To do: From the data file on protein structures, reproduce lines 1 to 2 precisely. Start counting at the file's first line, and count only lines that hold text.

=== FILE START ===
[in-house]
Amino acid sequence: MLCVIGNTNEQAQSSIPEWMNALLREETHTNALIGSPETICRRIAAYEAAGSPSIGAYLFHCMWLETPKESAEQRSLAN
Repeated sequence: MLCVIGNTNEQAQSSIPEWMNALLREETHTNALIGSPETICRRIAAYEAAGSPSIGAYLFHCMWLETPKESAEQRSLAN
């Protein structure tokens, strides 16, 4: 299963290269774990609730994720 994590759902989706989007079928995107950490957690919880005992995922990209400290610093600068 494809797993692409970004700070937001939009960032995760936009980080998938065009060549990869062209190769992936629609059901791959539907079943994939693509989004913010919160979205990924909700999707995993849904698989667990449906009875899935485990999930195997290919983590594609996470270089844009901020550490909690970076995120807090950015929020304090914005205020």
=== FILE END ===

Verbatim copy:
[in-house]
Amino acid sequence: MLCVIGNTNEQAQSSIPEWMNALLREETHTNALIGSPETICRRIAAYEAAGSPSIGAYLFHCMWLETPKESAEQRSLAN